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Re: rfc2821bis-01 Issue 18: Usability of 1yz replies

2007-04-11 04:26:17

John C Klensin wrote:

> All that I have been objecting to is trying to use 1yz replies
> in a continuation context to fake up that "keep alive" behavior.
> And I object to it largely because of a sense that too many
> clients will impose logic that will ignore those intermediate
> responses and time out anyway.  Certainly there is nothing in
> 821 or any of its successors that suggests restarting a timer
> that is waiting on a reply code with each line of the reply that
> is received.  Of course, some systems might do that, but it is
> nothing on which a server should depend.... again, absent an
> extension that is used to get specific agreement from the client
> about how the intended "keep alive" is to be expressed and
> interpreted.

From the onset, I tried to approach this from a technical clarification standpoint with no mentioning of "keep alive":

   Only the final or last reply-code is important in a multiline
   response. The client MUST|SHOULD use the final line as the ultimate
   server response.  It is possible for a server to use a
   preliminary reply code 150- as part of multiline response
   with a final non-continuation completion code.

But in practice, I couldn't find any other reason for the last sentence to exist other than to use an example that illustrated a "keep alive" or "please wait" concept, and to tie it with other official IETF WG efforts, OPES. So I showed this too:

   For example:

   354 Please Start sending....
       [ client uploads message ]
   150-Please Wait...
   150-Please Wait...
   451 Sorry, Rejected, try again later

But I always thought it wasn't necessary, and simply having a clarification on three key questions would be sufficient:

  - Must all the reply codes be the same?
  - If not, the final return code (last line) is valid code?
  - 150 SHOULD/MUST NOT be used without extended clients?

I think once this is clear, then you lay the ground work for such ideas as the official IETF synergistic efforts such as OPES, DKIM to have a enhanced chance of implementation where is it very realistically conceivable there might be "time out" issues.

I think this more about clarifying what already exist and not introducing new functionality. However, the benefits from the clarification is new functionality.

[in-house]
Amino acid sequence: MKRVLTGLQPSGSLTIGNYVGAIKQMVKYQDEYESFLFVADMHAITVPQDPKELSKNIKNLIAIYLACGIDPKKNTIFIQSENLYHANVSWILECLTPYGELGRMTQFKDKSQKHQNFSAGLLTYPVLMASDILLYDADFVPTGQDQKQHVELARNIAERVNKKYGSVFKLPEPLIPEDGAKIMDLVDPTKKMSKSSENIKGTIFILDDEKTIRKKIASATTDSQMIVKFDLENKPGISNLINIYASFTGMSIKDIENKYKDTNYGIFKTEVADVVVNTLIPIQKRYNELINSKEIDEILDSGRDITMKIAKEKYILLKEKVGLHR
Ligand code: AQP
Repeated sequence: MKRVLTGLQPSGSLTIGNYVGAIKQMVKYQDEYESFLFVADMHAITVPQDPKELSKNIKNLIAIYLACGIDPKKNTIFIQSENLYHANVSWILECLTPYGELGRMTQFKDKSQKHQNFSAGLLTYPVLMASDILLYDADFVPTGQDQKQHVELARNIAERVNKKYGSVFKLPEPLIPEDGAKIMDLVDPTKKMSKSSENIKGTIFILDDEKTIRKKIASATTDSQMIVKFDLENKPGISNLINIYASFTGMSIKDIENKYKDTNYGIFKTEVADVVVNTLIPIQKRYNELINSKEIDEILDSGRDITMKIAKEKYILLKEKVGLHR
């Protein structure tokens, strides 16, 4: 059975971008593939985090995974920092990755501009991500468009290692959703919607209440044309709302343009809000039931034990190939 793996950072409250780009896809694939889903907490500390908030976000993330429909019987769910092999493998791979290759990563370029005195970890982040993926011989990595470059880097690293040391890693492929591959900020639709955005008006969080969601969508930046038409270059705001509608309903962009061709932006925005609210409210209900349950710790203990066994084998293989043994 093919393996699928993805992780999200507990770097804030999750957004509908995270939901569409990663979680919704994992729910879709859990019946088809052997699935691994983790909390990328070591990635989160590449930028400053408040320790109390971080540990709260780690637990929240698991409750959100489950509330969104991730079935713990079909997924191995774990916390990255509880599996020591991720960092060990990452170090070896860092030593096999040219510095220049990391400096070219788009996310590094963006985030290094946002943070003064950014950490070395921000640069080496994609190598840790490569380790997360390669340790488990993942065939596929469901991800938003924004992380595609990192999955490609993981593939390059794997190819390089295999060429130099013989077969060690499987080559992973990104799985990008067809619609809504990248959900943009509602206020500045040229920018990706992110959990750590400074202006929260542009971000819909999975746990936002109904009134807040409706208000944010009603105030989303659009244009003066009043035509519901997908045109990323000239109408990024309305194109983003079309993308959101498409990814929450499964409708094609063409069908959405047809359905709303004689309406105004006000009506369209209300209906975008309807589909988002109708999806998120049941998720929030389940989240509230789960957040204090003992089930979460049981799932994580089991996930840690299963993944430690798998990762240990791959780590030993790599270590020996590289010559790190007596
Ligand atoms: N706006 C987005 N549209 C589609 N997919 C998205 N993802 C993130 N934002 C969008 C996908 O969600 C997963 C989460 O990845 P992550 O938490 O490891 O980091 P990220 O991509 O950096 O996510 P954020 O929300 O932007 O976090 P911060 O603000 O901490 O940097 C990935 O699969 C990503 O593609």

The specific "keep alive" functionality still needs to widely tested. But the proof of concept is well established. It does work and there is no surprise from a programmability technical standpoint that it does. Most, if not all, timeout logics are based on "silence" or "idleness" so it was not difficult the extension of the FTP usage to SMTP as well.

So can a server depend on it? I say it is damn good engineering guess that will work. :-) and it did.

But am I suggesting that it should be WRITTEN as such?

No, not until you have the 3 questions above first clarified and go from there.

Like I said, you do have 3 type of clients:

 - One that uses the first reply-code and assumes it will be the
   same for all subsequent lines:

   example:, Pleased to meet you.
   250-SIZE 5120000
   250 HELP

 - One that uses the compares each code as a integrity checker:, Pleased to meet you.
   250 HELP

 - and one that simply looks for the last line and ignores
   all preceding lines.

By far, the last logic is what I find in the field, but I've seen the others in smaller smtp client scripts, logic, etc. But we shouldn't be surprise because 4.2.1 does recommend that only the last line is important.

Is the statement current in 4.2.1 enough? Maybe it is. Maybe that explains the proof of concept does work because most SMTP clients do follow the 4.2.1 last line suggestion.

So in that vain, maybe Hansen is right with his personal hat suggestion:

   "This can be translated as: don't do anything now that would
    prevent such an extension from being written."

But I do think some simple clarification may prevent such heartaches in the future and may also begin to prepare clients to naturally consider such things in their 2821bis improved software.

Maybe the only question for consideration is this sentence:

   The client SHOULD use the final line as the ultimate
   server response.

in combination or replacement of the last paragraph in 4.2.1:

   In many cases the SMTP client then simply needs to search for a line
   beginning with the reply code followed by <SP> or <CRLF> and ignore
   all preceding lines.  In a few cases, there is important data for the
   client in the reply "text".  The client will be able to identify
   these cases from the current context.